Scott Siegel Presents Broadway’s Greatest Hits! Volume 4

Cast

 

 

 

by Marilyn Lester

 

There’s little doubt that Scott Siegel is the doyen of the curated show. He knows how to pick a theme, gather the best talent available, and write an economical, informative and entertaining script to tie it all together. In Broadway’s Greatest Hits! Volume 4, Siegel, the producer, director and host of the series, has upped his game – this edition was the perfect storm of entertainment. Each of the singers was “on,” with energy up and in fine voice. Each was also in prime acting form, getting into and interpreting the lyric with keen perception and conviction. Plus, it goes without saying that the cast had absolutely great material to work with.

Robert Cuccioli (1)

Robert Cuccioli

The story song is a challenge for any performer, but it was more than well met by Michele Ragusa singing “Adelaide’s Lament” from Guys and Dolls. With reference book in hand, Ragusa cannily explained why “a poy-son can develop a cold.” For a second turn, Ragusa revealed another side of her persona, stepping into character as Gypsy’s Mama Rose and delivering one of the most fierce and intense renditions of “Some People” this reviewer has ever heard. Another story song, the tour-de-force “Paciencia y Fe from In the Heights, was sung by Christina Aranda, who knocked it out of the park. Earlier, Aranda sang a quiet, airy “Bali H’ai” from South Pacific.

 

Maxine Linehan (1)

Maxine Linehan

A tour-de-force in and of himself, is Danny Gardner. As if his cheery rendition of “Almost Like Being in Love” from Brigadoon – with charming bits of business – wasn’t enough, Gardner next proved why he’s a force of nature with a singing and dancing “Puttin’ On the Ritz” (closely associated with Young Frankenstein, sung with the revised set of lyrics). His explosive tap routine (with cane) would have made Fred Astaire quite happy. The technologically savvy and clever Gardner, along with a loop station, sang and danced to “I Got Rhythm from Girl Crazy, with rhythm to spare.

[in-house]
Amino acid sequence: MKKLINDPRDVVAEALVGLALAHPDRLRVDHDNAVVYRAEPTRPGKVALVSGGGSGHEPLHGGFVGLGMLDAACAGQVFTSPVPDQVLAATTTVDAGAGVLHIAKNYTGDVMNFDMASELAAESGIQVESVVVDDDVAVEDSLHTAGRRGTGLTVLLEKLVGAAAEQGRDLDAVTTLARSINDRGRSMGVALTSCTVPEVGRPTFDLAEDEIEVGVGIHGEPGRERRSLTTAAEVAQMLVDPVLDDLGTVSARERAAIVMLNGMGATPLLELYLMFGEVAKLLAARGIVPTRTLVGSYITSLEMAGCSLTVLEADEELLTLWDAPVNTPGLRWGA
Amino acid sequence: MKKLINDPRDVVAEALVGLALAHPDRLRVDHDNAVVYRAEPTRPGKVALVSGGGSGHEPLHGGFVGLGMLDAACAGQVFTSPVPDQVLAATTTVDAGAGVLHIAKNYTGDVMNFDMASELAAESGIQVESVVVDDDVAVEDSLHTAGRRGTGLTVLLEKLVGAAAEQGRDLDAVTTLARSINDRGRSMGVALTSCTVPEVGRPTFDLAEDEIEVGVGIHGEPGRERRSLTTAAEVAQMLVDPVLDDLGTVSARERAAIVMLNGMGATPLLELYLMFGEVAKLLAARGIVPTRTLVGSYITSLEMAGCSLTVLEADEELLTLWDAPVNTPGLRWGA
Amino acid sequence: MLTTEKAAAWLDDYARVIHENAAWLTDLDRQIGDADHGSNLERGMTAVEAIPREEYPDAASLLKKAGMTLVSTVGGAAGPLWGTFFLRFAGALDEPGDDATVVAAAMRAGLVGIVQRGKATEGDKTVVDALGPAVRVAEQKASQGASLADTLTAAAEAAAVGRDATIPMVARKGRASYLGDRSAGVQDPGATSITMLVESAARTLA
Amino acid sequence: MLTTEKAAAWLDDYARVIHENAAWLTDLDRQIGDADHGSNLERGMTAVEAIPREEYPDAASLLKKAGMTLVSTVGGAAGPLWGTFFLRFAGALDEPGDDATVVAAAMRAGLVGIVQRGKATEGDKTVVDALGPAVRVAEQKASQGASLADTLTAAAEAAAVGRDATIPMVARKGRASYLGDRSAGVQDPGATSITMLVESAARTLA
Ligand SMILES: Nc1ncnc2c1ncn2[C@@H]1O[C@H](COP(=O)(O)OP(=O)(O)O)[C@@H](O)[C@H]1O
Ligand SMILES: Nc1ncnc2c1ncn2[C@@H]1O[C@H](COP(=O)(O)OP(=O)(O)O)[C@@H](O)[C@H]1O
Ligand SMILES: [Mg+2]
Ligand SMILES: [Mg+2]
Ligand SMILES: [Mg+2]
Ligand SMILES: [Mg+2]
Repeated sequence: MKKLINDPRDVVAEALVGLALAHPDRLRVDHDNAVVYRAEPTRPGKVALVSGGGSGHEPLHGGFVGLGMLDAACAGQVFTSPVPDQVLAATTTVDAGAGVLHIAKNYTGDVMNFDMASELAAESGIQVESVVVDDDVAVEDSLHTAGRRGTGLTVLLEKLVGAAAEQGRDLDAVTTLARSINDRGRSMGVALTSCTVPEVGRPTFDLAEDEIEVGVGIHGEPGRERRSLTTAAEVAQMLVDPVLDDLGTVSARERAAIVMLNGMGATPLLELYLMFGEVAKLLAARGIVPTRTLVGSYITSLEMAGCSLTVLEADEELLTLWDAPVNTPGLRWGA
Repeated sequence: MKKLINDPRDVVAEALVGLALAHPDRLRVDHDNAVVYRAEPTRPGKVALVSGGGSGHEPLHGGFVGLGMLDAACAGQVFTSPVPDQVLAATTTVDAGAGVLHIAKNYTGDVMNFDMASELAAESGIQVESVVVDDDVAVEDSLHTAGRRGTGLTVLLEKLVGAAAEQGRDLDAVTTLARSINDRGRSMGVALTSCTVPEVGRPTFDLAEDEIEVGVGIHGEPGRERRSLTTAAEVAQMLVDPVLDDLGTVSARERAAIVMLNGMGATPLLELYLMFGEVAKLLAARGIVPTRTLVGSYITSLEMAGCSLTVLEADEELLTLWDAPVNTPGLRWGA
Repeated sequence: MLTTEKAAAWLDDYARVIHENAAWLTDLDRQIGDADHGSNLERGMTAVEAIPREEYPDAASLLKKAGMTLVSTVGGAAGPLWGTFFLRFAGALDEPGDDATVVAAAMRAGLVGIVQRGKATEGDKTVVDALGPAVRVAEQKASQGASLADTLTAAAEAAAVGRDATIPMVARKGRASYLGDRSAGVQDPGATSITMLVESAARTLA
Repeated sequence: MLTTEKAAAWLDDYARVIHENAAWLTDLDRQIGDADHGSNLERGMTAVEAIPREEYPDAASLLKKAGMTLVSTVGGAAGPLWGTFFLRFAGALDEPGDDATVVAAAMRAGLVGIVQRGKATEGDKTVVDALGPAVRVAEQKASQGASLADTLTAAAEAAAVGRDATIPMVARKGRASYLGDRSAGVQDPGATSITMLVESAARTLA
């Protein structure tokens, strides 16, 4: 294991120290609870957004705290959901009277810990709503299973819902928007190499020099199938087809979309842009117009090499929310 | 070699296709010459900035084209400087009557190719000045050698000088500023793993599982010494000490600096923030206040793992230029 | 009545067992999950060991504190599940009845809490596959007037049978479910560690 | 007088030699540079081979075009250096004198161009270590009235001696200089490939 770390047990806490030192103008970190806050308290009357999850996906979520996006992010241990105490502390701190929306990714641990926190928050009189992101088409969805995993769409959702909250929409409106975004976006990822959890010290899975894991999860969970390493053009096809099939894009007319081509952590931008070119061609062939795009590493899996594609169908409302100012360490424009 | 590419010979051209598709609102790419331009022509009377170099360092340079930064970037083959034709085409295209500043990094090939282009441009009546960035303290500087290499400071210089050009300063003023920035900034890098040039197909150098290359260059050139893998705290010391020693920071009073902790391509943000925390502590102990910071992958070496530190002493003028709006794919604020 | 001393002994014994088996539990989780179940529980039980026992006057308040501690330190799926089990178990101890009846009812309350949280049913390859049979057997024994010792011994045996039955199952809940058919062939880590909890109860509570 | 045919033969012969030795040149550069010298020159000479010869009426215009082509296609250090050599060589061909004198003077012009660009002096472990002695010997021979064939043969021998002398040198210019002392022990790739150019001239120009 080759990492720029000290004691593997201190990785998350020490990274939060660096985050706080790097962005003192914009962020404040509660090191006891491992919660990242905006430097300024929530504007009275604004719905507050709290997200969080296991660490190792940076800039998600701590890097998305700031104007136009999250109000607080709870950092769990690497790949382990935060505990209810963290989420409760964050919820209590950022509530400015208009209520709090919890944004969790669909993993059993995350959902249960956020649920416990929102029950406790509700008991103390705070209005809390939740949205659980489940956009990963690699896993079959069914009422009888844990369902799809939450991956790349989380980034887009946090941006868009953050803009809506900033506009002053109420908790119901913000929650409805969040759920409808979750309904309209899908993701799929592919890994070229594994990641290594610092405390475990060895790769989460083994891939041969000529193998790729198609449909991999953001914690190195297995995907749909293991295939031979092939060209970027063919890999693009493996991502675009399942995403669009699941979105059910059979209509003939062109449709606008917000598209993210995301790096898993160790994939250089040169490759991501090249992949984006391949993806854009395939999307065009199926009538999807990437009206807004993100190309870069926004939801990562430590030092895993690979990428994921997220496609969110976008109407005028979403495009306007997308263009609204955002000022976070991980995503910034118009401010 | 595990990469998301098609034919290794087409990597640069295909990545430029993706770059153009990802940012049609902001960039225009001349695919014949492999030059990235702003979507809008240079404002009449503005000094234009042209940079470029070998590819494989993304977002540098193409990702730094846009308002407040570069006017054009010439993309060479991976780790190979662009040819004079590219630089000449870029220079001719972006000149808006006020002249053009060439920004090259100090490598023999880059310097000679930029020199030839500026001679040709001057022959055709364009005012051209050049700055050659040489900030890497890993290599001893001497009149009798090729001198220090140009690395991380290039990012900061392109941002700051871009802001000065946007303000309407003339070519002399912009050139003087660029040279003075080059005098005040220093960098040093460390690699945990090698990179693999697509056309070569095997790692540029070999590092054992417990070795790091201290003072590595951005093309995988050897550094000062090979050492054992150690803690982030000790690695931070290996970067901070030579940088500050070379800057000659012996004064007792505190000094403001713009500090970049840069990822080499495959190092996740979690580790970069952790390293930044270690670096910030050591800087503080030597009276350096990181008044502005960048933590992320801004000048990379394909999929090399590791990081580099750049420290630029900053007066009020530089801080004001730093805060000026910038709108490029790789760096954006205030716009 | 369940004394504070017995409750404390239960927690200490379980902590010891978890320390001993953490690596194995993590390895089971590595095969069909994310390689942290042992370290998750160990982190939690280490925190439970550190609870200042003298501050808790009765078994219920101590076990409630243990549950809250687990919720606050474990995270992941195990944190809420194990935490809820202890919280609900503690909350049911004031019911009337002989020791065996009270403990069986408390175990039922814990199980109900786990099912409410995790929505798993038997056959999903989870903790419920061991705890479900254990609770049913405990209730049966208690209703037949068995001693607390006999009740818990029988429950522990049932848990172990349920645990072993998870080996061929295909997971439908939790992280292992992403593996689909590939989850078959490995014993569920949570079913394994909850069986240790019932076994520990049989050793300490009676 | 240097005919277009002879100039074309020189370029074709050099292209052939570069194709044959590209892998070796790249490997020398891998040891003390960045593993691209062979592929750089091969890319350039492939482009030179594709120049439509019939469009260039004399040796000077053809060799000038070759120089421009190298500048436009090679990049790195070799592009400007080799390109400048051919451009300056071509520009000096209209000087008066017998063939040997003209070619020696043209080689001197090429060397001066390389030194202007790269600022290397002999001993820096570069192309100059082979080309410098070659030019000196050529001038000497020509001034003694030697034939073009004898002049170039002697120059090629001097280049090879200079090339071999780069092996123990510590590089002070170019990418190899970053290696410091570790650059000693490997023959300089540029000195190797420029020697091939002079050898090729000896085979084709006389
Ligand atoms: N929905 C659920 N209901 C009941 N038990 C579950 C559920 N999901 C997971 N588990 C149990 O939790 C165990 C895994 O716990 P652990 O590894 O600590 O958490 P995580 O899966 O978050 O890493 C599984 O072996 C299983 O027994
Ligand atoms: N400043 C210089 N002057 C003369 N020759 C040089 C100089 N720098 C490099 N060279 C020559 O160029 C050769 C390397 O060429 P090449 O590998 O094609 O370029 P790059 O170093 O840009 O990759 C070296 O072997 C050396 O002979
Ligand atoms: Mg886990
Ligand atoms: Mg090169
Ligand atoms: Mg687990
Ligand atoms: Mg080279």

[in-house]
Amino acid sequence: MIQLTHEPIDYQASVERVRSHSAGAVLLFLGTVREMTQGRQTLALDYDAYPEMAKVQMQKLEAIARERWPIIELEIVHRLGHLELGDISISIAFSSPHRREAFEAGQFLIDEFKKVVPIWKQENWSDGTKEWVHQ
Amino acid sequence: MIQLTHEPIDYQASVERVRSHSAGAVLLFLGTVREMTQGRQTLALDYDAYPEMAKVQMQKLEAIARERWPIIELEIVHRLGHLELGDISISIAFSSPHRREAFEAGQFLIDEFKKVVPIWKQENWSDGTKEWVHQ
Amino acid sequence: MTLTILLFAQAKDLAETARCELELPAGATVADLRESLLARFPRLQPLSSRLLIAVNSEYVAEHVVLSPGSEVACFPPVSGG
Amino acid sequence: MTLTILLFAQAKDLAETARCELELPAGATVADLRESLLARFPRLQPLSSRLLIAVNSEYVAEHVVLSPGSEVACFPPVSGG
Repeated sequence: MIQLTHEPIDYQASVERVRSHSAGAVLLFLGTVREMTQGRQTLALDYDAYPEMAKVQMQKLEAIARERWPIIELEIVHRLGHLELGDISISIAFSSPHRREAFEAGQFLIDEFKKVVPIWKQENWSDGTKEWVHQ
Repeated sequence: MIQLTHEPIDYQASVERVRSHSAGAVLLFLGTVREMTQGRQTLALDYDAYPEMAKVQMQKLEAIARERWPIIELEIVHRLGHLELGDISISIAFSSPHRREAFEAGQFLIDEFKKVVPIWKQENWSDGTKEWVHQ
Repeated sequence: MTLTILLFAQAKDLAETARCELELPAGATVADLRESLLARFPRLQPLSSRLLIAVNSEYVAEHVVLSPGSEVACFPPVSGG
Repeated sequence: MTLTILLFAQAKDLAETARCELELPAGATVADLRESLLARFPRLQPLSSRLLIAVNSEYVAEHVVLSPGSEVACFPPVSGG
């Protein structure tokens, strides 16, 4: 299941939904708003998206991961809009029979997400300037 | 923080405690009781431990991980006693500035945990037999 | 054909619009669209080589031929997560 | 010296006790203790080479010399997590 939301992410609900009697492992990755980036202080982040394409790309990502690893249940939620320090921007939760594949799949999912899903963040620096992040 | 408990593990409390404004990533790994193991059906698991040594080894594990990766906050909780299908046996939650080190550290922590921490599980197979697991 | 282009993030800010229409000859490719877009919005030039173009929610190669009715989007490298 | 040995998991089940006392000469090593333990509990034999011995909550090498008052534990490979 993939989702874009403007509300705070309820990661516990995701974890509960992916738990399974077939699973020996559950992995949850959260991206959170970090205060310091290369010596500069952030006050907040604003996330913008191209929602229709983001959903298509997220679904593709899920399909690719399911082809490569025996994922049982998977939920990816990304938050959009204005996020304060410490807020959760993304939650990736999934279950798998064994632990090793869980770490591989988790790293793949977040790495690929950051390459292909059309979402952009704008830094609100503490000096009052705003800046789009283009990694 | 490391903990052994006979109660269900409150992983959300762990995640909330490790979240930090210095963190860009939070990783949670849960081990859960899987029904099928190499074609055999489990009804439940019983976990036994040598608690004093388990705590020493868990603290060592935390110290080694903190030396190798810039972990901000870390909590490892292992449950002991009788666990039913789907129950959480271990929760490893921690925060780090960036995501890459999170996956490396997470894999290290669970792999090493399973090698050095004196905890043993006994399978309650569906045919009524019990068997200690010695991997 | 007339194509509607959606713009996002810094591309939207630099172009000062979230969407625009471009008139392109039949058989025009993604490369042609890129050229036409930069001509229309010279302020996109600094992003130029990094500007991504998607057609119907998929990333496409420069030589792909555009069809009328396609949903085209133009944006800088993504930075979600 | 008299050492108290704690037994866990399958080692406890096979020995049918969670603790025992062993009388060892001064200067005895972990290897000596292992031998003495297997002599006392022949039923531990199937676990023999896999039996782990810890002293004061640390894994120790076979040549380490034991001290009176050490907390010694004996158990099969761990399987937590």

Danny Gardner (1)

Danny Gardner

Maxine Linehan, opened Broadway’s Greatest Hits with “Unexpected Song” from Song & Dance. Linehan is a multifaceted performer, and with this rendition demonstrated her wide vocal range and control – her modulations right on target. Later, Linehan performed a sultry version of “Old Devil Moon” from Finian’s Rainbow and proved her versatility with Can Can’s “I Love Paris,” adding a Piaf-like vibrato to her presentation. Music director and pianist Ross Patterson, whose playing is generally pleasing and lyrical, accompanied with an especial lushness to the arrangement.

Michele Ragus

Michele Ragusa

Last, but absolutely not least, was the headliner for this edition of Broadway’s Greatest Hits, Robert Cuccioli, who was relaxed and in top form. He appeared early on in the show with a beautifully phrased “If Ever I Would Leave You” from Camelot, with more than one heart in the room aflutter at his sincere rendition. Cuccioli closed the evening with two numbers. The last, from Jekyll and Hyde, “This Is the Moment,” is a song Cuccioli knows like the back of his hand (he was Tony-nominated for his starring role in the musical); but its tessitura is in the upper range of Cuccioli’s voice, requiring concentration on control. Whereas Cuccioli, although not quite straining, was working hard, he still produced a satisfying and successful result. It was the penultimate number, “Stars,” from Les Miserables, that scored a grand slam. The song is in Cuccioli’s baritone comfort zone and was completely magnificent in every respect, from impeccable phrasing to a powerful controlled delivery with an immensely pleasing resonance. This rendition, plus all that had gone before, had folks on their feet, and with very good reason – perfect storms of entertainment are a rarity to be lauded and applauded.

Christina Aranda (1)

Christina Aranda

 

54 Sings Broadway’s Greatest Hits!: Vol. 4, April 2 at 9:30 pm

Feinstein’s/54 Below, 254 W 54th St, 646-476-3551, www.54below.com

Photos: Stu Chassen

 

 

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